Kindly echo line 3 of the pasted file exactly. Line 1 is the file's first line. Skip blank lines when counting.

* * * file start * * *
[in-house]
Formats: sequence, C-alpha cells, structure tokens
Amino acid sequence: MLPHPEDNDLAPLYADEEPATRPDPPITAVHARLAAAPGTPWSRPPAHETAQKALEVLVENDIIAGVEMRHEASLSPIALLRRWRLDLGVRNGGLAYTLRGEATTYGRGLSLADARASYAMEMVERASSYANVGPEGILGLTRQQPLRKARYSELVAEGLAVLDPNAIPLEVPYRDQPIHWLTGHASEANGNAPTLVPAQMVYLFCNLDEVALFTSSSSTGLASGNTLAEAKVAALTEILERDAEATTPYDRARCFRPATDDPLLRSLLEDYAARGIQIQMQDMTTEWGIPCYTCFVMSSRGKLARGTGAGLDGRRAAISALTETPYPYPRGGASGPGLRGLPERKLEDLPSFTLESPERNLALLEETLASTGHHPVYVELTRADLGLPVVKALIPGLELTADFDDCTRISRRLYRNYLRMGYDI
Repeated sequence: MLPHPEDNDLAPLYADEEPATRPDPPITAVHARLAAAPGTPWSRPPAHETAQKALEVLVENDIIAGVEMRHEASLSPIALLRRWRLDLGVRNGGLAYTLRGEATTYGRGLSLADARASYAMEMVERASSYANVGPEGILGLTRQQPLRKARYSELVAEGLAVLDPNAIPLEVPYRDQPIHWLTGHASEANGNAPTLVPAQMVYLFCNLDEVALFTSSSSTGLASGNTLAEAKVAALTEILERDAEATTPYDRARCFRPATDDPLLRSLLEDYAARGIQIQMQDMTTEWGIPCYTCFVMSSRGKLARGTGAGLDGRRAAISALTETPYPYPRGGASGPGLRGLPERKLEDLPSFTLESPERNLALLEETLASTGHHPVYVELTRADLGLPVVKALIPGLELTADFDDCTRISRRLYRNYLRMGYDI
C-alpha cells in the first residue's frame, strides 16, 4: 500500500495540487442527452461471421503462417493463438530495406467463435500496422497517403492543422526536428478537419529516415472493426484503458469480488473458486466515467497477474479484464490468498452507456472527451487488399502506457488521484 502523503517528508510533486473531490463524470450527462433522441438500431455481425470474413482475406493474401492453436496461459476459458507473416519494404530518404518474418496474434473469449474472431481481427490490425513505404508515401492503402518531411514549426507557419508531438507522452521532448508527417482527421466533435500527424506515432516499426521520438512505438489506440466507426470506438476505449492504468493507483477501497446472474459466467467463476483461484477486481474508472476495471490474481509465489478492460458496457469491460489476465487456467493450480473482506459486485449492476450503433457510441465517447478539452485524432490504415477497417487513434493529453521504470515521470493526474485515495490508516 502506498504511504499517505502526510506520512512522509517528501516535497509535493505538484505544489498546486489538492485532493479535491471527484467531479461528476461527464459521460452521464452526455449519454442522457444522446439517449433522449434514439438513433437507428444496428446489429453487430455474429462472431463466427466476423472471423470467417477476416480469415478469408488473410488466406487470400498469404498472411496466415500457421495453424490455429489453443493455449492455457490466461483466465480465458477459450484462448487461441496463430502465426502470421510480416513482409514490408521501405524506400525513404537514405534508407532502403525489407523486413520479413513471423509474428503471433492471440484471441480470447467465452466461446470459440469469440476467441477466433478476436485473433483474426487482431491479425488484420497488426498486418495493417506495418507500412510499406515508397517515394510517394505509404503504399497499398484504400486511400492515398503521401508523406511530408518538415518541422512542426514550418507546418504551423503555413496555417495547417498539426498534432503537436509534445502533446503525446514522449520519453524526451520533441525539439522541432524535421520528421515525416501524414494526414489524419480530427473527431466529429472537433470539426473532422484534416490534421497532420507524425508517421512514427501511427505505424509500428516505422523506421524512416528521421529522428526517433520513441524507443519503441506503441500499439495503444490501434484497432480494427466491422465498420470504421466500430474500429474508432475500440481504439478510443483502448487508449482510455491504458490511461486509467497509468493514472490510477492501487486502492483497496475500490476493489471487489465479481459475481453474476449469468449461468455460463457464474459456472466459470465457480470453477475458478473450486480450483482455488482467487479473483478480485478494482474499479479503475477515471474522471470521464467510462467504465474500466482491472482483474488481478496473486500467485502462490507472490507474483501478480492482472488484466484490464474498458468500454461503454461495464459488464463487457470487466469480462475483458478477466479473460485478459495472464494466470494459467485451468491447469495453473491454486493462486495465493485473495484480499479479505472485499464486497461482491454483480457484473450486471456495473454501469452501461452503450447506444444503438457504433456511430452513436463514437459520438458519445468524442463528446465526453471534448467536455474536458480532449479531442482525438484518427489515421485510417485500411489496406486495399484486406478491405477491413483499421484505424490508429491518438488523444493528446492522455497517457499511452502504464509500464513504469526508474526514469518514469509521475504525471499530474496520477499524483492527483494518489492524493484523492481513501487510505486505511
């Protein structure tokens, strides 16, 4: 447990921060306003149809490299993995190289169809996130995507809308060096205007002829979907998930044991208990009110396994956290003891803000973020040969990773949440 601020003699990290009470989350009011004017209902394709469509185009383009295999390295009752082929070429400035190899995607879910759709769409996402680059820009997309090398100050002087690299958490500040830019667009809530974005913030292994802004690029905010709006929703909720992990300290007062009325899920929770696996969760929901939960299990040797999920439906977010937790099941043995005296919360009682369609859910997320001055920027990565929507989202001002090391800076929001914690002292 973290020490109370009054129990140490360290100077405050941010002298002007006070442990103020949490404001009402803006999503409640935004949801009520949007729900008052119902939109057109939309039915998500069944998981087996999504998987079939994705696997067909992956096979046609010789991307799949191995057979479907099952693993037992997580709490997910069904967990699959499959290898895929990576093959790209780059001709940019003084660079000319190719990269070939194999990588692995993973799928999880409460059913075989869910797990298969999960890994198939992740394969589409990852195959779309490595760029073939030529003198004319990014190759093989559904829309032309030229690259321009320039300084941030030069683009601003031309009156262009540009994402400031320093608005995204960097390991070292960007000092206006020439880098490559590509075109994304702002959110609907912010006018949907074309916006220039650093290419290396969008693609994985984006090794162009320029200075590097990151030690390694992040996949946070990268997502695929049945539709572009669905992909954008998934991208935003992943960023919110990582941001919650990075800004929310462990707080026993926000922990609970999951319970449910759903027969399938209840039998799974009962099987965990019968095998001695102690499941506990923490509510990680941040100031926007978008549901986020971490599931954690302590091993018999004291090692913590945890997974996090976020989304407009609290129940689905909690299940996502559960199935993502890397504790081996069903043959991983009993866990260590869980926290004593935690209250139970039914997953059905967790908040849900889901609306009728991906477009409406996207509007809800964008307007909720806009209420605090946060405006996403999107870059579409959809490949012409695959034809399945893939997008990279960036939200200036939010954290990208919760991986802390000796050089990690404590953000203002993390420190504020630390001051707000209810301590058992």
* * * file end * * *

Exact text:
Amino acid sequence: MLPHPEDNDLAPLYADEEPATRPDPPITAVHARLAAAPGTPWSRPPAHETAQKALEVLVENDIIAGVEMRHEASLSPIALLRRWRLDLGVRNGGLAYTLRGEATTYGRGLSLADARASYAMEMVERASSYANVGPEGILGLTRQQPLRKARYSELVAEGLAVLDPNAIPLEVPYRDQPIHWLTGHASEANGNAPTLVPAQMVYLFCNLDEVALFTSSSSTGLASGNTLAEAKVAALTEILERDAEATTPYDRARCFRPATDDPLLRSLLEDYAARGIQIQMQDMTTEWGIPCYTCFVMSSRGKLARGTGAGLDGRRAAISALTETPYPYPRGGASGPGLRGLPERKLEDLPSFTLESPERNLALLEETLASTGHHPVYVELTRADLGLPVVKALIPGLELTADFDDCTRISRRLYRNYLRMGYDI